In fact the story of the film was reminiscent of the type of patriotic and melodramatic movies common from the 1930s to the 1950s, complete with a rousing and patriotic film score. Unfortunately at least the first 45 minutes of TGM didnít update the style of the older films. The settings and dialogue were hackneyed and trite, causing me to question at that point if the movie was going to get better. It did. When it stuck to the preparations and development of the mission, it held oneís interest and even fascination. However the personal stories of Maverick and his former girlfriend, although necessary to the plot, were corny and not altogether believable. Naturally the writing of the Top Gun sequel was somewhat constrained by the original story, surely the writers could have fashioned a better script in that regard.

A major exception was the scene with Maverick and his former fellow flyboy, Iceman --now an Admiral-- who had all along kept Maverick employed with the Navy despite Maverickís rebellious activities. It was lovely to see Val Kilmer return as Iceman. Despite his well publicized problems with throat cancer, he looked and acted as good as ever. When he did speak his voice reportedly was digitally enhanced. The awareness of Icemanís terminal illness, and the genuine affection between the two, provided one of the most touching scenes in the film.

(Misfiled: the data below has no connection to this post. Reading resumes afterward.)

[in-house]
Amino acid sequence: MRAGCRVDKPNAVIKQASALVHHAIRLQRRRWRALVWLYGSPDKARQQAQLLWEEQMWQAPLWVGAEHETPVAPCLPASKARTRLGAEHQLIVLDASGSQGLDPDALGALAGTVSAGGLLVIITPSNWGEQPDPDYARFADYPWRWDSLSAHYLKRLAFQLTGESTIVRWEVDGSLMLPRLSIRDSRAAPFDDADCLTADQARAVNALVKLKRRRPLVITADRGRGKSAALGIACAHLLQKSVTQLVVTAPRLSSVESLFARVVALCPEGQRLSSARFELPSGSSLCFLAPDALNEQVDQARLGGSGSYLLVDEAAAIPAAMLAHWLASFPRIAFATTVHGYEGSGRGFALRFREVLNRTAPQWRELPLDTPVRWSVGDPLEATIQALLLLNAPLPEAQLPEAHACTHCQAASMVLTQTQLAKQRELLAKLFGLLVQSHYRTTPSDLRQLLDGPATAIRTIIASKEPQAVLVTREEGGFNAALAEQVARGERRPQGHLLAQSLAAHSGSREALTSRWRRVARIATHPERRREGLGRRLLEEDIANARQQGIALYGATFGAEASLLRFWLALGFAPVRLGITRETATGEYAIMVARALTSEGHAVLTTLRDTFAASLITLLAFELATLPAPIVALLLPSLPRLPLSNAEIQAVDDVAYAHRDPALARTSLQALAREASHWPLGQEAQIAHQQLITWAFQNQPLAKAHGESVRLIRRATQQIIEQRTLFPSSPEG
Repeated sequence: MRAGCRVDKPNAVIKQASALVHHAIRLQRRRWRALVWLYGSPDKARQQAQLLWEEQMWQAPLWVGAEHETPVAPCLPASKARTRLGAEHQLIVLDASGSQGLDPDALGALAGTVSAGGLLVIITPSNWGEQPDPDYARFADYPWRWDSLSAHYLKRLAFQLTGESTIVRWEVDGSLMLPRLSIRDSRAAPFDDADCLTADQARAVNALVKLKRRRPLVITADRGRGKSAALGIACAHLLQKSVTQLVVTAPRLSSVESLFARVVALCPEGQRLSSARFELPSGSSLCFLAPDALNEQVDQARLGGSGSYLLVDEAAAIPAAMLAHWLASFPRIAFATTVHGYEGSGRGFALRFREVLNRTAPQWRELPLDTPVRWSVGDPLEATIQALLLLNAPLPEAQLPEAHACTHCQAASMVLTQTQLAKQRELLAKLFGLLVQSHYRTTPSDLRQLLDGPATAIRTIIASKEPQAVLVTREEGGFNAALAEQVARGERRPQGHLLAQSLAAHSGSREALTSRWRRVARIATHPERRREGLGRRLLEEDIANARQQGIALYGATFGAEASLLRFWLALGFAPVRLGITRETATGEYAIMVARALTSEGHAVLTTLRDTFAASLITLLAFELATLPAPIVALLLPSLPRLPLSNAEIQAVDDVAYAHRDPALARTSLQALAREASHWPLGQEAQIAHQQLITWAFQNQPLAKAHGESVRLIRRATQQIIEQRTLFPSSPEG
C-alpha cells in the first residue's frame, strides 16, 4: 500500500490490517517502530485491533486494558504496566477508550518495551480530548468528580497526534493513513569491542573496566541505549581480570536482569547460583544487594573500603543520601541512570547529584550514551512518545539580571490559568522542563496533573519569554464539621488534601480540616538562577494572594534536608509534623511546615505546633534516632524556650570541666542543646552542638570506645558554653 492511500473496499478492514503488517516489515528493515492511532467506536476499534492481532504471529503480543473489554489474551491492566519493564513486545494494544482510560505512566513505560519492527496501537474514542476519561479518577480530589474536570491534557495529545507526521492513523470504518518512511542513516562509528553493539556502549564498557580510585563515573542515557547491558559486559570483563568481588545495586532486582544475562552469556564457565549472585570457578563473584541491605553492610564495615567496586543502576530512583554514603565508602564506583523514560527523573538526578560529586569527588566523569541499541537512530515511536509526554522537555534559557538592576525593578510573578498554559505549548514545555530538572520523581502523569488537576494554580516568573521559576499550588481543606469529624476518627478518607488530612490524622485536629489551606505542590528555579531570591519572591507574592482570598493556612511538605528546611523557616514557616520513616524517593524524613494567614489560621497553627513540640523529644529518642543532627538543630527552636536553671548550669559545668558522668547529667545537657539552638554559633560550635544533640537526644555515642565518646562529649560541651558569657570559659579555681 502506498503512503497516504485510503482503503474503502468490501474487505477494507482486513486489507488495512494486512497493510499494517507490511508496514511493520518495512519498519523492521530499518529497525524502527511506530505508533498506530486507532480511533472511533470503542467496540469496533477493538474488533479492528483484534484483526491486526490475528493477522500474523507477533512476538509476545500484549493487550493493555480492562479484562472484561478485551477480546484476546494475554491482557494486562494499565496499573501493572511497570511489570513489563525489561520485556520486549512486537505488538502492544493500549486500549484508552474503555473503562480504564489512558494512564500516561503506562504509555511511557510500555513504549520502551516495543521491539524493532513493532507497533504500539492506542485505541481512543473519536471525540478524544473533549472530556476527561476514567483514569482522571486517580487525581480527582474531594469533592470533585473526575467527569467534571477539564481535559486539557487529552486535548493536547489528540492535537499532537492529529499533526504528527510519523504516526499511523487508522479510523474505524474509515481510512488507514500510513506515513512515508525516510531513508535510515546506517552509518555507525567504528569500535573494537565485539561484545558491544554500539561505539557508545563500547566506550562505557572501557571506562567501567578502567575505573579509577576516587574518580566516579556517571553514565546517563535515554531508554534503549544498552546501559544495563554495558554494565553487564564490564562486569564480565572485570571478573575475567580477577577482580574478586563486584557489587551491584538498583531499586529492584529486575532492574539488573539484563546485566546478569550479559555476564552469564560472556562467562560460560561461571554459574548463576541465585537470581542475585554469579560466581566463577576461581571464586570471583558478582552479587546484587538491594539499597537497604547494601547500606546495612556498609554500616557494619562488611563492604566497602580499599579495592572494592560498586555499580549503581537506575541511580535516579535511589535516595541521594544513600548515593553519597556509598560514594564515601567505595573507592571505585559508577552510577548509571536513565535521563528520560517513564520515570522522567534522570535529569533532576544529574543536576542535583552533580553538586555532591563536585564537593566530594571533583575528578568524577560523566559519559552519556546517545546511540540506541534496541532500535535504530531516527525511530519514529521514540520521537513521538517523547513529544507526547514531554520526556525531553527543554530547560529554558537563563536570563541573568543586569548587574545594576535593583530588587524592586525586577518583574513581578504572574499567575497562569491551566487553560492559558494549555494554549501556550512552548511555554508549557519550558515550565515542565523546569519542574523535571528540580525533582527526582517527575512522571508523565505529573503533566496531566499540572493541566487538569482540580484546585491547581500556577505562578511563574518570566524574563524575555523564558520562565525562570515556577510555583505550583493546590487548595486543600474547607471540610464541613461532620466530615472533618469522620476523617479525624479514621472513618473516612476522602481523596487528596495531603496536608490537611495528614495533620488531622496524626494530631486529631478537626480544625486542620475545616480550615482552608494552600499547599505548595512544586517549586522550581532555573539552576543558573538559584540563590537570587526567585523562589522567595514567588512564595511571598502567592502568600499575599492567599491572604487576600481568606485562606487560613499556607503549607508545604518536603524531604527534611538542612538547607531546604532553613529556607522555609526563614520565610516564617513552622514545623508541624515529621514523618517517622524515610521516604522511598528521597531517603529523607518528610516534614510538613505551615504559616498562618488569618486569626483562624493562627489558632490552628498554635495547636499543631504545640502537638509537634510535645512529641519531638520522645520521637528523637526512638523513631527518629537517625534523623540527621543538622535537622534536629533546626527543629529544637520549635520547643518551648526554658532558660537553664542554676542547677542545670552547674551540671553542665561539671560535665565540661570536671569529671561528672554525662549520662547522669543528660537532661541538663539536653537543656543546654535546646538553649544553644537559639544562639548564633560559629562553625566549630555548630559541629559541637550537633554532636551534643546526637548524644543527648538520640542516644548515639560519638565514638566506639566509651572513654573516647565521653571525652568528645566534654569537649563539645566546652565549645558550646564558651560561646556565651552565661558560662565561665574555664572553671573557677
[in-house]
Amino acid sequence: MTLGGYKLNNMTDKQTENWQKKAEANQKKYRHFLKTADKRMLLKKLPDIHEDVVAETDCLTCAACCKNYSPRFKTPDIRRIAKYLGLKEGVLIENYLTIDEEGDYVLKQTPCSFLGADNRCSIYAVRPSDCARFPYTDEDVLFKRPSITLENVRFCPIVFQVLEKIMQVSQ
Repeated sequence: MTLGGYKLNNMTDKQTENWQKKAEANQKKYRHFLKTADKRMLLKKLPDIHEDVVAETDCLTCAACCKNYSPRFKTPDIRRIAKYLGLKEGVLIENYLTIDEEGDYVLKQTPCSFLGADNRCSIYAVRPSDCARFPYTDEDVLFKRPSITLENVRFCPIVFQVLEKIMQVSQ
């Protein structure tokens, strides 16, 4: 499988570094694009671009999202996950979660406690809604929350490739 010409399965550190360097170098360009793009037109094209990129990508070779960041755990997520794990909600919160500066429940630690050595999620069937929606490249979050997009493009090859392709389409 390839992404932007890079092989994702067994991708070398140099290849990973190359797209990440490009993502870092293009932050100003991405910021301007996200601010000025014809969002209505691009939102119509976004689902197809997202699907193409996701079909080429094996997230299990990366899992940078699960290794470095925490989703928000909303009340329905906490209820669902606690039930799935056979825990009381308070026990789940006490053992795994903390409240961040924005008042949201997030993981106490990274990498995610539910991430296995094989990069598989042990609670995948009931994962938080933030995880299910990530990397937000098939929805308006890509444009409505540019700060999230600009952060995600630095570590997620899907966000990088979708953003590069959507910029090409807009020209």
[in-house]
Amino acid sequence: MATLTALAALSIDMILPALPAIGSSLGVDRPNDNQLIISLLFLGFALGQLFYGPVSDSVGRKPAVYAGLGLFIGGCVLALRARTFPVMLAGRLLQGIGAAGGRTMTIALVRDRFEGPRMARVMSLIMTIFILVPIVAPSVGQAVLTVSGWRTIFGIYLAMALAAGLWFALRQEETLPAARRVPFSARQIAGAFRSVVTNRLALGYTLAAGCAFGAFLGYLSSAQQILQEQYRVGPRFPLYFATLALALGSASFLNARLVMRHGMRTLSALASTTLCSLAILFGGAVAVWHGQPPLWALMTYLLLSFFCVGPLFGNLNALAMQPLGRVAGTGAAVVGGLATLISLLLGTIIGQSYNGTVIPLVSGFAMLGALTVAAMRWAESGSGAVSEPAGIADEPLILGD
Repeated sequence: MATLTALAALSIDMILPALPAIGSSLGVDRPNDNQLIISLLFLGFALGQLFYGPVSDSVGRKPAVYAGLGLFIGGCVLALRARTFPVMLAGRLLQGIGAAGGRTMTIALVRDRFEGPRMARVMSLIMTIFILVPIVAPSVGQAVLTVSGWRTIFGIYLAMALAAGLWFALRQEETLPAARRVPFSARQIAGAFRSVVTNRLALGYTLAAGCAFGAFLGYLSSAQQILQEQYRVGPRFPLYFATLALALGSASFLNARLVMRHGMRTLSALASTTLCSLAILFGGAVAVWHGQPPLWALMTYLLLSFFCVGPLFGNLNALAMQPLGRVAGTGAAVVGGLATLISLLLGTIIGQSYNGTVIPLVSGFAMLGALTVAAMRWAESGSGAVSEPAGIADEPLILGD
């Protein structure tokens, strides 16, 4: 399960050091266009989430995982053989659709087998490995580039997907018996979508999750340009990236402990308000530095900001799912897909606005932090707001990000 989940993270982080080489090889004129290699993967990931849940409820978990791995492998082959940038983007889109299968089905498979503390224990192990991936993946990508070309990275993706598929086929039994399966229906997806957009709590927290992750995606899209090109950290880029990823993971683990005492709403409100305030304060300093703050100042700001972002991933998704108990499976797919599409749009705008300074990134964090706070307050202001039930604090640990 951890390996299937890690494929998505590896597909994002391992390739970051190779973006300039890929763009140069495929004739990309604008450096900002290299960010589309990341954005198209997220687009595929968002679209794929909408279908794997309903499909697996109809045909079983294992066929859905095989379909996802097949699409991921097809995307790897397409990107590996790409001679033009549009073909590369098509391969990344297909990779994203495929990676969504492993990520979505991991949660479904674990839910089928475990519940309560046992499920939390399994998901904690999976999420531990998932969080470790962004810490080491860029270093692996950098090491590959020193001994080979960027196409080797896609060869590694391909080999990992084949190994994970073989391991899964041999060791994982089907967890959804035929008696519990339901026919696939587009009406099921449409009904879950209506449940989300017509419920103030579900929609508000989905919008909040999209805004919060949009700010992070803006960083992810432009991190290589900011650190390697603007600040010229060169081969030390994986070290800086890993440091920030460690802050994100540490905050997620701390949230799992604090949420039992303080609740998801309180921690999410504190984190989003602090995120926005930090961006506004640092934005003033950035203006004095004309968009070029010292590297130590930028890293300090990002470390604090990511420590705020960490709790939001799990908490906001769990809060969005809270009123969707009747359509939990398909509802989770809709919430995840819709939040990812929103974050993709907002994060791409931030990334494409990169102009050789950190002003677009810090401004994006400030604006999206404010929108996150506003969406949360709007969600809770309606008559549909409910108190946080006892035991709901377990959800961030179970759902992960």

One mystery in the picture that perplexed me was the absence of the name of the country that was operating the ďunsanctionedĒ uranium enrichment plant that the Top Gun crew was tasked with destroying. So during the entire film we have an enemy who was never identified. Perhaps the producers reckoned that we wouldnít notice. But the notion of the urgency in eliminating a thing rather than an enemy took away much of the feeling of conflict.

The picture was not at all overly long at 2 hours and 10 minutes. Once we get into the meat of the action it is a movie well worth seeing. It will be a shoo-in for several technical awards.